The Real Difference Between Multicultural and Inclusive Marketing

Marketers need to reimagine who they think of as their audience and look deeper

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The future of marketing is inclusive marketing. A lot of brands still develop “mass” market strategies for the mainstream, but it’s important to note that the general market is now multicultural.

However, there is a difference between multicultural marketing and inclusive marketing.

General marketing is in the past, and the accountability to represent the consumer of today lies with all marketers. The question now is, how can marketers challenge themselves to drive more inclusion?

The real difference

Multicultural marketing involves targeting specific segments based on race, culture or ethnicity. However, over the past couple of years, we have seen many brands evolve their strategy into a more inclusive marketing approach designed to connect with people of all backgrounds. This includes people of all races, ages, genders, incomes, sexual orientations, abilities, religions and more.

The shift comes as brands recognize the need to incorporate a more inclusive approach as consumers, Gen Z in particular, choose brands that authentically reflect their identities and align with their values.

Brands like Target and Dove have executed this particularly well. Over the years, Target has showcased racial diversity and people with different abilities in its inclusive marketing. In its size-inclusive swimsuit line, its ad not only featured models of different races and body types, they included model Kiara Washington, who has a prosthetic leg.

Dove launched their first “Real Beauty” campaign in 2004 to feature and celebrate real people—people of color, of all ages and body sizes. More recently, Dove launched its Real Virtual Beauty initiative to advocate for more inclusivity and change female representation in gaming by making it a more positive and inclusive space for women and girls.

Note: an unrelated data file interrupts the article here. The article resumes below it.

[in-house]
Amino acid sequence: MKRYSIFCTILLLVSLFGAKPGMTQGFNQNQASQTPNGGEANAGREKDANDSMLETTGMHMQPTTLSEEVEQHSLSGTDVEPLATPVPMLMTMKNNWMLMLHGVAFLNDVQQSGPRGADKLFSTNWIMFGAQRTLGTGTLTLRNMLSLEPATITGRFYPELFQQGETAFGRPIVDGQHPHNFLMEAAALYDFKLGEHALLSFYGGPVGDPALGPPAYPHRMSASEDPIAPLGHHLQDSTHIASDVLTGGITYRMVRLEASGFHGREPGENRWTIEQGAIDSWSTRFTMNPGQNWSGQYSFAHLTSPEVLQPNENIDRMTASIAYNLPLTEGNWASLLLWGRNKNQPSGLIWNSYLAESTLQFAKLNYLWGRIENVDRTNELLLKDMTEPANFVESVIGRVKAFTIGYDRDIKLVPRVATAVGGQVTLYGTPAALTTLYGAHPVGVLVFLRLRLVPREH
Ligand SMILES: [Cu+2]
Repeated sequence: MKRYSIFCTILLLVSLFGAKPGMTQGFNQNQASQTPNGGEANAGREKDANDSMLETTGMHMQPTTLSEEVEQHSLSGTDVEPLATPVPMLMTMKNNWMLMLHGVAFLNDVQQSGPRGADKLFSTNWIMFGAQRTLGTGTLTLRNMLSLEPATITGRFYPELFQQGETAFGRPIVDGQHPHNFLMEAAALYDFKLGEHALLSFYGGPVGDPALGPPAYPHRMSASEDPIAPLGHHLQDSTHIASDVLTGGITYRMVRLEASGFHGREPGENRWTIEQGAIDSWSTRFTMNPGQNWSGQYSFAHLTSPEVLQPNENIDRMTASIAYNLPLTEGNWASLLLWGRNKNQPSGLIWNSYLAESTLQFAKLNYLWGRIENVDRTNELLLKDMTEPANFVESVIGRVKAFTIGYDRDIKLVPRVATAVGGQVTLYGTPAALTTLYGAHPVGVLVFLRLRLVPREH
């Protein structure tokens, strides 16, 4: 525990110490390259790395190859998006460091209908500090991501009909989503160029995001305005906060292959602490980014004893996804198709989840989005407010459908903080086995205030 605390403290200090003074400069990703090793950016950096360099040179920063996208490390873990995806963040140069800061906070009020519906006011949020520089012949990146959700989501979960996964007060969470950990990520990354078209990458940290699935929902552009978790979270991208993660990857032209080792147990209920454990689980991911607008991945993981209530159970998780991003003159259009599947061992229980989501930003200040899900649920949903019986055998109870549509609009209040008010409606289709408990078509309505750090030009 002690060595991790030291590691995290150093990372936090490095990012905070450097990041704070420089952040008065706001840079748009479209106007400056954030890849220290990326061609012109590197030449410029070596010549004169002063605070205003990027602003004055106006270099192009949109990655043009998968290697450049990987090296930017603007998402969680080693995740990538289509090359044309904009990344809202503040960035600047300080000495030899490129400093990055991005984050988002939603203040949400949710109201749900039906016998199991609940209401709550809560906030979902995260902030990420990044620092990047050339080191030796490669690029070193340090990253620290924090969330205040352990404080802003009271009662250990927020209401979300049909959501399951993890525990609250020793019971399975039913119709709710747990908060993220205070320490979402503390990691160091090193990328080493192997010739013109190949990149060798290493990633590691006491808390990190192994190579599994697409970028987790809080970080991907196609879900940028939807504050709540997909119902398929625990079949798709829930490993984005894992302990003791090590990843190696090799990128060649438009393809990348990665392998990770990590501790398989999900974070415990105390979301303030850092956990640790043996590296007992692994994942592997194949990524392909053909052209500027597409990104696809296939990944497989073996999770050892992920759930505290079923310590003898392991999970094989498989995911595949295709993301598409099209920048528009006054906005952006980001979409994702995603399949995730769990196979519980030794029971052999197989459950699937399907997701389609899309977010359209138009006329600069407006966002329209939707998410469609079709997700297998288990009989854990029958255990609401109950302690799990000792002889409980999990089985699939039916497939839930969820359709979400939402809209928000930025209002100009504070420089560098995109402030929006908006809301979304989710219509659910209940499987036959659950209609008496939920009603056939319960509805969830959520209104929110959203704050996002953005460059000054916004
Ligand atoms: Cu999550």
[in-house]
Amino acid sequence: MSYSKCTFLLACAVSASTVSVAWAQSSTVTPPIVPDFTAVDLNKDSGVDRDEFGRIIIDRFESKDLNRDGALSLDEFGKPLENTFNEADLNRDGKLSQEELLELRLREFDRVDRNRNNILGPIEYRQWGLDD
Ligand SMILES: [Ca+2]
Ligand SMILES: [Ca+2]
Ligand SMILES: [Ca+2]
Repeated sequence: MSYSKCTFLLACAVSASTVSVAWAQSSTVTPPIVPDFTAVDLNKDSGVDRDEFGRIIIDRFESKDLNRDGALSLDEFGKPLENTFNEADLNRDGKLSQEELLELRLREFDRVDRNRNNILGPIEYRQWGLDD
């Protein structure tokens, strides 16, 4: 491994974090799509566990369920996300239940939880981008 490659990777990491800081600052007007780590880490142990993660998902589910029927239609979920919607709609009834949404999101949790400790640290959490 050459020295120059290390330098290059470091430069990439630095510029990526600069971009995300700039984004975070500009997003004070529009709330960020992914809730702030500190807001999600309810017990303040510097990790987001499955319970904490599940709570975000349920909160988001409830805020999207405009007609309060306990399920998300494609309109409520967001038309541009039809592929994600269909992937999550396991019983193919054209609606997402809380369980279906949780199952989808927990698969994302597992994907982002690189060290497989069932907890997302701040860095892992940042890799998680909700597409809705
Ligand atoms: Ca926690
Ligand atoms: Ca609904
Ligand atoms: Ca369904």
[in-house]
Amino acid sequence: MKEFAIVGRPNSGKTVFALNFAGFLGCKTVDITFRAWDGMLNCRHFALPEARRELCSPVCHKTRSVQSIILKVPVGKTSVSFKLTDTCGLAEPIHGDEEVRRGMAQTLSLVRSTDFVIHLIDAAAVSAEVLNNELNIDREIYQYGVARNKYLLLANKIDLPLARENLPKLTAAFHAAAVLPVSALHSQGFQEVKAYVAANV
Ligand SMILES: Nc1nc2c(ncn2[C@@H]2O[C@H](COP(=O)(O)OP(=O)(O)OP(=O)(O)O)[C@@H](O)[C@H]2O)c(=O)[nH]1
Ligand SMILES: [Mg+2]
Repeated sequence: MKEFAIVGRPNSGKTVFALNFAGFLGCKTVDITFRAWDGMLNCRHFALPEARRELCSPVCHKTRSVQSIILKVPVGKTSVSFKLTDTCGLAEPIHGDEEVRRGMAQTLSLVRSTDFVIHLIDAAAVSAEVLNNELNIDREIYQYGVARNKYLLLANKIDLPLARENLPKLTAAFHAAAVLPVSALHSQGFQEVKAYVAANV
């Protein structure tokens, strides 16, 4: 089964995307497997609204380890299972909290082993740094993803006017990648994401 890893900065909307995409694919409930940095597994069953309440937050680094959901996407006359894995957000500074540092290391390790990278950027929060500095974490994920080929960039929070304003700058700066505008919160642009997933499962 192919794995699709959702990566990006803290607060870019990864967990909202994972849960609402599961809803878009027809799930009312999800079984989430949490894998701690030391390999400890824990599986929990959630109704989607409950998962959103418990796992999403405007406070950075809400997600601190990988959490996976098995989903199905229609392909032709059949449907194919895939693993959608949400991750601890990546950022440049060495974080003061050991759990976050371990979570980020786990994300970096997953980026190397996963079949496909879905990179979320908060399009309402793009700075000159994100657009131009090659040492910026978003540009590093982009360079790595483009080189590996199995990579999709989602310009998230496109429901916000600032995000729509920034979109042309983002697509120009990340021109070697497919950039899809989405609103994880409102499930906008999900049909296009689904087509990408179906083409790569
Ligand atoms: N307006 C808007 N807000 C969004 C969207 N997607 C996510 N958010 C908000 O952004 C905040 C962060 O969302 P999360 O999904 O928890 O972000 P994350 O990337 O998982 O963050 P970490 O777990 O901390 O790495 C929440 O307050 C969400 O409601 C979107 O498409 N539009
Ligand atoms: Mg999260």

Beyond one-dimensional stories

Multicultural campaigns can sometimes produce one-dimensional stories that lead to exaggerated caricatures and may alienate intended audiences. They can make one story the only story, which isn’t accurate of people’s lived experiences.

But there are brands that have done exceptionally well in understanding how race and other identity markers intersect to shape the experiences of consumers and create inclusive marketing campaigns.

Such is the case with Rihanna’s Fenty Beauty, which was created with the promise of inclusion of all women by “focusing on a wide range of traditionally hard-to-match skin tones, creating formulas that work for all skin types and pinpointing universal shades,” as stated on the Fenty site.

Savage x Fenty, Rihanna’s lingerie line, is “made for every body” and has disrupted the industry. An example of the brand walking the walk was the Savage x Fenty Vol. 2 fashion show on Amazon Prime, which included people of different genders, races, abilities and body sizes. It also included performances from artists of different genres and languages, like Travis Scott and Bad Bunny.

The road to inclusive marketing

Marketers need to reimagine who they think of as their audience, and they need to see them in a deeper, more nuanced way. Here are six questions that marketing leaders should ask themselves when building their inclusive marketing initiatives:

  1. How is driving inclusivity guiding the work?
  2. How should it change the way audience research is being done?
  3. How does it change the messaging?
  4. What are the types of perspectives needed to build an inclusive campaign?
  5. Who are the vendors and consultants that can be partners here?
  6. How is it influencing the creative?

Driving change

To drive change, it’s imperative that we recognize the current systems are not set to be inclusive. Brands need to develop systems, processes and policies that will help drive a more inclusive strategy. Brands need to evaluate how they are empowering storytellers, creators and artists with different identity markers who have been historically excluded.

A common mistake those of us in marketing make is that we are too focused on looking for the differences between audiences when instead we should be looking for the commonalities.

Representation matters

Growing up as a bilingual Latina from a working-class family of immigrants, I rarely, if ever, saw those parts of my identity authentically reflected in ads, television, film and other media.

That’s why it’s important that marketers go beyond data and insights and get deeper into understanding human experiences by incorporating diverse perspectives in the room from the beginning of campaign creation. In turn, brands will get a better understanding of their consumers’ lived experiences.

As marketers, we must put in the work to become leaders, disruptors and changemakers in this space. How are you working to be more inclusive in your marketing campaigns?